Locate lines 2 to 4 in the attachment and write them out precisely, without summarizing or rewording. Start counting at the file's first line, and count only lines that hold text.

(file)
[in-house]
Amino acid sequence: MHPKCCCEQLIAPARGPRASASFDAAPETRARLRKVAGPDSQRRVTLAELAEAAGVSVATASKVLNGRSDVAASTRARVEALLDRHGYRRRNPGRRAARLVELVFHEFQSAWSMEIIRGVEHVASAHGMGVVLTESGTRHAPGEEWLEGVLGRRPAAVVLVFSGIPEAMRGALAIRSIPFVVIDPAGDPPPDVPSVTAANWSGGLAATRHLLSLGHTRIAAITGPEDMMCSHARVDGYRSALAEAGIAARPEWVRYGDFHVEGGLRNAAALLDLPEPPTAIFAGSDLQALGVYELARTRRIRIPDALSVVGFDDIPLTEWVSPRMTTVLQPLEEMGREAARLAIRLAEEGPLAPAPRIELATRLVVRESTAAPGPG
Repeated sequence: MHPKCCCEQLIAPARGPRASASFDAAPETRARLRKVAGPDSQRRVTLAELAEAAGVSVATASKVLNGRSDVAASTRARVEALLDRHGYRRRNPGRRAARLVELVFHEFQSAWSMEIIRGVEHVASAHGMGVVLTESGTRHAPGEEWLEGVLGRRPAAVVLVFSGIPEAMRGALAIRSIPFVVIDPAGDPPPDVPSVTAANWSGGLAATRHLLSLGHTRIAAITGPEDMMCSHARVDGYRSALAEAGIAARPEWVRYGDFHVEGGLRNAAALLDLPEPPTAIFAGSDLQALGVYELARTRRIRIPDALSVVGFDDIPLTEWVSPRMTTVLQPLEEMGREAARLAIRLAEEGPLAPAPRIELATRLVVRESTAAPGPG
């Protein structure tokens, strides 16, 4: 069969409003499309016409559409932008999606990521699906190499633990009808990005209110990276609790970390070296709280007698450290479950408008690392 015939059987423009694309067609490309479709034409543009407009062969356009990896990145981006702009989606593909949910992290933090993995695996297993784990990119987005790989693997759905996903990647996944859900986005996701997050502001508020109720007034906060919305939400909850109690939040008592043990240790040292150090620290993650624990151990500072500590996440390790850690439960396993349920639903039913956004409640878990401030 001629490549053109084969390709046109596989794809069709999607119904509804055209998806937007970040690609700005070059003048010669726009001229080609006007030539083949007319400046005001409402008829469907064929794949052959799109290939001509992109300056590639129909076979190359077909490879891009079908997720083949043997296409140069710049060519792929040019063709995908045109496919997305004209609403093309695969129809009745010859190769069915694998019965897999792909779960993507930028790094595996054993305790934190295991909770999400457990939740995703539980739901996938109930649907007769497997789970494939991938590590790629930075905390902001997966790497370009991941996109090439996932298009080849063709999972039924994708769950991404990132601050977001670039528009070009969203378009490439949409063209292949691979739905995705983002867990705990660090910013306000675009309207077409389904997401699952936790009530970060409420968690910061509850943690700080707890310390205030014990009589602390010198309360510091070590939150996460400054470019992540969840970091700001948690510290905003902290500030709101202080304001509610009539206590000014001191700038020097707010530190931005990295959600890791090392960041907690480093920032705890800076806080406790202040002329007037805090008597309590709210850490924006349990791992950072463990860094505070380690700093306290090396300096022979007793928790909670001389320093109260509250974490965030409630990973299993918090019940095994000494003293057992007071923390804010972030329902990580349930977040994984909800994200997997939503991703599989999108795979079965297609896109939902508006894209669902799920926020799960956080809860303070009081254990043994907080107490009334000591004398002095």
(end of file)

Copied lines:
Amino acid sequence: MHPKCCCEQLIAPARGPRASASFDAAPETRARLRKVAGPDSQRRVTLAELAEAAGVSVATASKVLNGRSDVAASTRARVEALLDRHGYRRRNPGRRAARLVELVFHEFQSAWSMEIIRGVEHVASAHGMGVVLTESGTRHAPGEEWLEGVLGRRPAAVVLVFSGIPEAMRGALAIRSIPFVVIDPAGDPPPDVPSVTAANWSGGLAATRHLLSLGHTRIAAITGPEDMMCSHARVDGYRSALAEAGIAARPEWVRYGDFHVEGGLRNAAALLDLPEPPTAIFAGSDLQALGVYELARTRRIRIPDALSVVGFDDIPLTEWVSPRMTTVLQPLEEMGREAARLAIRLAEEGPLAPAPRIELATRLVVRESTAAPGPG
Repeated sequence: MHPKCCCEQLIAPARGPRASASFDAAPETRARLRKVAGPDSQRRVTLAELAEAAGVSVATASKVLNGRSDVAASTRARVEALLDRHGYRRRNPGRRAARLVELVFHEFQSAWSMEIIRGVEHVASAHGMGVVLTESGTRHAPGEEWLEGVLGRRPAAVVLVFSGIPEAMRGALAIRSIPFVVIDPAGDPPPDVPSVTAANWSGGLAATRHLLSLGHTRIAAITGPEDMMCSHARVDGYRSALAEAGIAARPEWVRYGDFHVEGGLRNAAALLDLPEPPTAIFAGSDLQALGVYELARTRRIRIPDALSVVGFDDIPLTEWVSPRMTTVLQPLEEMGREAARLAIRLAEEGPLAPAPRIELATRLVVRESTAAPGPG
């Protein structure tokens, strides 16, 4: 069969409003499309016409559409932008999606990521699906190499633990009808990005209110990276609790970390070296709280007698450290479950408008690392 015939059987423009694309067609490309479709034409543009407009062969356009990896990145981006702009989606593909949910992290933090993995695996297993784990990119987005790989693997759905996903990647996944859900986005996701997050502001508020109720007034906060919305939400909850109690939040008592043990240790040292150090620290993650624990151990500072500590996440390790850690439960396993349920639903039913956004409640878990401030 001629490549053109084969390709046109596989794809069709999607119904509804055209998806937007970040690609700005070059003048010669726009001229080609006007030539083949007319400046005001409402008829469907064929794949052959799109290939001509992109300056590639129909076979190359077909490879891009079908997720083949043997296409140069710049060519792929040019063709995908045109496919997305004209609403093309695969129809009745010859190769069915694998019965897999792909779960993507930028790094595996054993305790934190295991909770999400457990939740995703539980739901996938109930649907007769497997789970494939991938590590790629930075905390902001997966790497370009991941996109090439996932298009080849063709999972039924994708769950991404990132601050977001670039528009070009969203378009490439949409063209292949691979739905995705983002867990705990660090910013306000675009309207077409389904997401699952936790009530970060409420968690910061509850943690700080707890310390205030014990009589602390010198309360510091070590939150996460400054470019992540969840970091700001948690510290905003902290500030709101202080304001509610009539206590000014001191700038020097707010530190931005990295959600890791090392960041907690480093920032705890800076806080406790202040002329007037805090008597309590709210850490924006349990791992950072463990860094505070380690700093306290090396300096022979007793928790909670001389320093109260509250974490965030409630990973299993918090019940095994000494003293057992007071923390804010972030329902990580349930977040994984909800994200997997939503991703599989999108795979079965297609896109939902508006894209669902799920926020799960956080809860303070009081254990043994907080107490009334000591004398002095």